We didn’t cover too much ground yesterday — progressing only from Biloxi to New Orleans, but we did get in some beach time in a town called Waveland, Mississippi.

Good thing, too, because it was a sweltering day on the gulf. As Ace splashed about on an isolated sliver of beach in Hancock County — where dogs, on leashes, are allowed and unleashed ones don’t raise too many eyebrows — I wondered, between the oil approaching our shores and global warning, if the day might come when seafood can be hauled out of the gulf pre-fried and ready to eat. For our side order, we could toss in a basket of fries, which would emerge golden brown, salted and only slightly toxic.

But seeing the ominous sight of spill workers combing the beaches with large plastic bags, just a few hundred yards from where children played, I realized it’s clearly no laughing matter. It’s truly a hellish one.

The suffering already caused, to both wildlife and humans, and, as we’ll see tomorrow — even dogs — has likely just begun.

Hancock County’s beaches haven’t been hit — yet — and the hordes of worker are mostly picking up beach trash as they wait to see what comes ashore.

But for parts of Mississippi, and much of the rest of the gulf, particularly New Orleans and other areas still getting over Hurricane Katrina, the combination of natural and man-made disasters is almost too much to bear.

For a little relief, people make jokes.

As I checked into another Motel 6 on the edge of New Orleans yesterday afternoon, a storm appeared to be on the way.

“What’s next?” the motel manager was saying to the front desk staff. “Maybe a sandstorm? Or a rockstorm. That’s what it’ll be, a rockstorm.”

(For all of our continuing series, “Dog’s Country,” click here.)

Tibetan earthquake also took toll on mastiffs

The earthquake in northwest China that killed more than 2,000 people and left an estimated 100,000 homeless also took a huge toll on Tibetan mastiffs.

Officials say that 300 Tibetan mastiffs were crushed to death in the small Tibetan town of Yushu when their kennels collapsed in, and those that survived have been running wild and terrified without their owners.

Yushu, the breeding center for Tibetan mastiffs,  is believed to be home to as many as 20,000 members of the breed. 

The dogs — a status symbol in China, where they can sell at upwards of $100,000 — were once housed in elaborate kennels that lined the only road on the edge of the town. Now, the Times of London reports, they, like their human masters, are homeless.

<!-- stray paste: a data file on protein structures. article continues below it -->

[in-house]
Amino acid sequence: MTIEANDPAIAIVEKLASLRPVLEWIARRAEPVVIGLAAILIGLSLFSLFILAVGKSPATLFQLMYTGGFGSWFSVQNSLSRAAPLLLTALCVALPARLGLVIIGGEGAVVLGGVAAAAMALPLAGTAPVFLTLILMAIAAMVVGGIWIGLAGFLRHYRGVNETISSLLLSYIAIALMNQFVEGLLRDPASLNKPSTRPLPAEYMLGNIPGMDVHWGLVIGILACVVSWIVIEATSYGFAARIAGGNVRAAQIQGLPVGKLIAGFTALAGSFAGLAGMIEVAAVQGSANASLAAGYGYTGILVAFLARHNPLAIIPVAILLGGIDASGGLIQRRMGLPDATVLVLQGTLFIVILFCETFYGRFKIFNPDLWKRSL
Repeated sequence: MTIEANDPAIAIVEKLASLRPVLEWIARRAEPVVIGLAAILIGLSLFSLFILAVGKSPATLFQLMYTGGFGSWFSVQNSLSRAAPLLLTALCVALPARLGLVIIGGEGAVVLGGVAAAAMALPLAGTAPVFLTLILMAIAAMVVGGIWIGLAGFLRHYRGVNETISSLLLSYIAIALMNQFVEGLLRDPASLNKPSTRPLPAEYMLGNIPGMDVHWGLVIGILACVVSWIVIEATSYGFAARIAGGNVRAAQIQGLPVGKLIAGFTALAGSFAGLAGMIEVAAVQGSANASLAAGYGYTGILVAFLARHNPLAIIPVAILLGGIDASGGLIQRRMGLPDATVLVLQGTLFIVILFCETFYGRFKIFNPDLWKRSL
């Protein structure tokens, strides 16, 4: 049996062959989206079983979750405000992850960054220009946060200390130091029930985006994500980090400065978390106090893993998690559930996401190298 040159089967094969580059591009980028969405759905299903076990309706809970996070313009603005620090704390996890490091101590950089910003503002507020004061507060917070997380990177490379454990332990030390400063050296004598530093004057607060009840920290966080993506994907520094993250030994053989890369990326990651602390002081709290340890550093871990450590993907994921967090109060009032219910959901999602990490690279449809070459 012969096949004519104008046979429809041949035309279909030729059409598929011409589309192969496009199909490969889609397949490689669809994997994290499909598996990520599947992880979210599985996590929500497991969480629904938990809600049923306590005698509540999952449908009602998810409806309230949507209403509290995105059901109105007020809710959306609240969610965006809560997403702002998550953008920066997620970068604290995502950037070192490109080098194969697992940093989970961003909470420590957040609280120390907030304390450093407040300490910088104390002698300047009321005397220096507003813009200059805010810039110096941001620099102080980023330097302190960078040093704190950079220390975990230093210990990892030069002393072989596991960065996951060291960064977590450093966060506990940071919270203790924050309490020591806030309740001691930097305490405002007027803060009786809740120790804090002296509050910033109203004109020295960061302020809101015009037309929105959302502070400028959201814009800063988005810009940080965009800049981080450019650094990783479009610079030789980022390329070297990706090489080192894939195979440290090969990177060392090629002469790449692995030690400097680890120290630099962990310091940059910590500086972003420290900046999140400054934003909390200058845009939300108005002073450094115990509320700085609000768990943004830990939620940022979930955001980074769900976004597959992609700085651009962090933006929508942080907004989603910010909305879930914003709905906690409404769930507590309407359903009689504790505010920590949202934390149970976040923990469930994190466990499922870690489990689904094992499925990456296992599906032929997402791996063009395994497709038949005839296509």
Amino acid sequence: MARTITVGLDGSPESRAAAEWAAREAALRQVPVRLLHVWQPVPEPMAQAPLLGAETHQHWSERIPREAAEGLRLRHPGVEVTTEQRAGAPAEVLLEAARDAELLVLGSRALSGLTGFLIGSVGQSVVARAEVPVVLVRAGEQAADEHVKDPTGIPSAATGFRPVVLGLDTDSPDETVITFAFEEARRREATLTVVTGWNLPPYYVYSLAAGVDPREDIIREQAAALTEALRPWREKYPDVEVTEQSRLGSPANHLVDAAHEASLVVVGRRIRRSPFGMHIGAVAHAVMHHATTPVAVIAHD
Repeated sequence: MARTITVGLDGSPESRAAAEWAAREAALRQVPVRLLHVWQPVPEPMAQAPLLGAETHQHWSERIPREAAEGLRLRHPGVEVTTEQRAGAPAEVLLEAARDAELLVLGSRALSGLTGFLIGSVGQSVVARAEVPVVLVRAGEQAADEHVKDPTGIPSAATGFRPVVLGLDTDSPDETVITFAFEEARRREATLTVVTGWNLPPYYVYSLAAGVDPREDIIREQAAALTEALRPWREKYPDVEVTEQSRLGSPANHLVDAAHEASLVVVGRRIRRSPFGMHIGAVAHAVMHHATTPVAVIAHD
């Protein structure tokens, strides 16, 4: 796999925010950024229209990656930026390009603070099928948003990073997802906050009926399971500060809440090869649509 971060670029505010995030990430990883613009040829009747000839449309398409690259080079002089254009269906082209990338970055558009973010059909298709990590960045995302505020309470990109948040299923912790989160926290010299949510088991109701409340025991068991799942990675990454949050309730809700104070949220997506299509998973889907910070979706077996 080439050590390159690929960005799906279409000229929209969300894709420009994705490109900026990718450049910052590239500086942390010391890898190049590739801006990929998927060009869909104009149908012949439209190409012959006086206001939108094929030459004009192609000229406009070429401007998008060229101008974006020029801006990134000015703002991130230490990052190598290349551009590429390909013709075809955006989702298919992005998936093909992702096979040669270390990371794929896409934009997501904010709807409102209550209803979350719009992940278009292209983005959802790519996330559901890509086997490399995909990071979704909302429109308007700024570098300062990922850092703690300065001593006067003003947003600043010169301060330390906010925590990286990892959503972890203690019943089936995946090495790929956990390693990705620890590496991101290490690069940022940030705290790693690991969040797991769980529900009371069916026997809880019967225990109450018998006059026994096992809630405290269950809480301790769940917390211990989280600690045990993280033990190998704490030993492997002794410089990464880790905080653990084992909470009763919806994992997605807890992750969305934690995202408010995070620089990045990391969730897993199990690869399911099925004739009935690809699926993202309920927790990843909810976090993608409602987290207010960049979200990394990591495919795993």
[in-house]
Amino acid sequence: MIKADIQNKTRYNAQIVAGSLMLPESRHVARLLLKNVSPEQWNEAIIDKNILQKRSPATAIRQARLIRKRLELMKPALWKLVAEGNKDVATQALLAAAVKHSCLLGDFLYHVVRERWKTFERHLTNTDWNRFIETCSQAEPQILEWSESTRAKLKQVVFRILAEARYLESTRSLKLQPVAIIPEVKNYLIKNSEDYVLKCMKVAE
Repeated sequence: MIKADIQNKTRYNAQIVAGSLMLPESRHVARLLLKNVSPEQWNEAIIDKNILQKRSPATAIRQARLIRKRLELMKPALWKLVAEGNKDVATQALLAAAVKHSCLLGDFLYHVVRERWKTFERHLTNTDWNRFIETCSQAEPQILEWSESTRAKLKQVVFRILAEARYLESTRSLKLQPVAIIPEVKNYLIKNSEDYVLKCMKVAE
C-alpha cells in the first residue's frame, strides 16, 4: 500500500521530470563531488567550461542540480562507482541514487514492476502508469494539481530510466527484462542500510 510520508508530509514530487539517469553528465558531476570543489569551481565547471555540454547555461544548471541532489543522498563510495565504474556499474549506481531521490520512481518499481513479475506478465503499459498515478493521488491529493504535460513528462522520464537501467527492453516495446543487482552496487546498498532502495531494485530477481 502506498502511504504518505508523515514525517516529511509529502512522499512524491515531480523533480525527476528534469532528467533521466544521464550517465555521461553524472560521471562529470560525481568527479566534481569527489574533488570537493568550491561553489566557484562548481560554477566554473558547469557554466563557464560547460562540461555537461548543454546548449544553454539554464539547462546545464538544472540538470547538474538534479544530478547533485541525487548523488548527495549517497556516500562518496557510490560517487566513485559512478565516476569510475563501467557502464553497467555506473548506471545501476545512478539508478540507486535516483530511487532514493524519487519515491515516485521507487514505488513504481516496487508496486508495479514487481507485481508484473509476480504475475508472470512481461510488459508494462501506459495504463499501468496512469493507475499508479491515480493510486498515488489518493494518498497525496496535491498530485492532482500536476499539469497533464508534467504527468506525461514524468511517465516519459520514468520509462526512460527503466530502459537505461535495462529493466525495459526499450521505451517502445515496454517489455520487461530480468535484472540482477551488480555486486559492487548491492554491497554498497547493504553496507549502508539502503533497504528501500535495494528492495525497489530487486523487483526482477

The relief effort has seen about 8 tons of dog food have arrived in Yushu, where all local supply shops were razed in the earthquake.

(Photo: Joe Chan / Reuters)

Dogs from around the world headed to Haiti

Dogs from New York City and around the world are being sent to help in the search and recovery effort in earthquake-ravaged Haiti.

The U.S. government is sending two, 72-man search and rescue teams with dogs to help dig out survivors, said Rajiv Shah, the administrator of the U.S. Agency for International Development, Business Week reports.

French teams with “sniffer dogs” were seen boarding vans yesterday, headed to the airport on their way to Haiti. China dispatched a chartered plane containing multiple sniffer dogs and 10 tons of tents, food and medical equipment. A team from the Russian Ministry for Emergency Situations left Moscow, also bound for Haiti, Discovery News reports.

Elsewhere, dogs were departing from Peru, Taiwan, Mexico and Britain, where a 64-member team, including dogs and handlers was en route.

The National Disaster Search Dog Foundation has sent at least six dog-and-handler teams have been sent to Haiti.

“Our hearts go out to our neighbors in Haiti, and we’re honored to be able to help find survivors of this terrible tragedy,” NDSDF executive director Debra Tosch said. “This is the day that our teams have trained for; when the unthinkable happens, SDF Teams stand ready to respond, bringing hope and comfort to victims and their loved ones.”